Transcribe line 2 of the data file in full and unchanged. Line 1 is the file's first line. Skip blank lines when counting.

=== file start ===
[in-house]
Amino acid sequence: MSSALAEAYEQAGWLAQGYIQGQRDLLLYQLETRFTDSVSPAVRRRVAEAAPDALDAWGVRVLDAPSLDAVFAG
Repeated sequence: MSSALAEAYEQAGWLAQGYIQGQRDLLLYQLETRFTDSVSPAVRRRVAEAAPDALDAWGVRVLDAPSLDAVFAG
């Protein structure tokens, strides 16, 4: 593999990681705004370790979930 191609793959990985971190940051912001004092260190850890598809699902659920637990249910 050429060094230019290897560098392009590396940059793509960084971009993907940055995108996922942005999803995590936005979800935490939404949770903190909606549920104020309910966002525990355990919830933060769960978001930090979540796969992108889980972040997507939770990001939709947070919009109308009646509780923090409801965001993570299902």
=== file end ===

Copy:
Amino acid sequence: MSSALAEAYEQAGWLAQGYIQGQRDLLLYQLETRFTDSVSPAVRRRVAEAAPDALDAWGVRVLDAPSLDAVFAG